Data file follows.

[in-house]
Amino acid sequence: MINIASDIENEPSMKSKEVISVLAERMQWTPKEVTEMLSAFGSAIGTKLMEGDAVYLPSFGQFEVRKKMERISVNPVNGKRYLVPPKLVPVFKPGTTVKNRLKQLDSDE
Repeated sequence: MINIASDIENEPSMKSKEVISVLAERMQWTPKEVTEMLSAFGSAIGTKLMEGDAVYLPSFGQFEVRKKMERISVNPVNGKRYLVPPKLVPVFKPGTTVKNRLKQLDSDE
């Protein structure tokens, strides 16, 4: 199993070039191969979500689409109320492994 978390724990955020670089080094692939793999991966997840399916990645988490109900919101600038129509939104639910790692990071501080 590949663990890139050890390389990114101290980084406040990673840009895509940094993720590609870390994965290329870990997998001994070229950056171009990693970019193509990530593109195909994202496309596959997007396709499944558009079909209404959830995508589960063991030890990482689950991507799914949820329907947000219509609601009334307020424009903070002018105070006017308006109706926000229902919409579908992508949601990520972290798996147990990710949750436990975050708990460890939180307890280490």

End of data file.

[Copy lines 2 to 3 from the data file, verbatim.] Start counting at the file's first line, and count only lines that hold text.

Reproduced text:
Amino acid sequence: MINIASDIENEPSMKSKEVISVLAERMQWTPKEVTEMLSAFGSAIGTKLMEGDAVYLPSFGQFEVRKKMERISVNPVNGKRYLVPPKLVPVFKPGTTVKNRLKQLDSDE
Repeated sequence: MINIASDIENEPSMKSKEVISVLAERMQWTPKEVTEMLSAFGSAIGTKLMEGDAVYLPSFGQFEVRKKMERISVNPVNGKRYLVPPKLVPVFKPGTTVKNRLKQLDSDE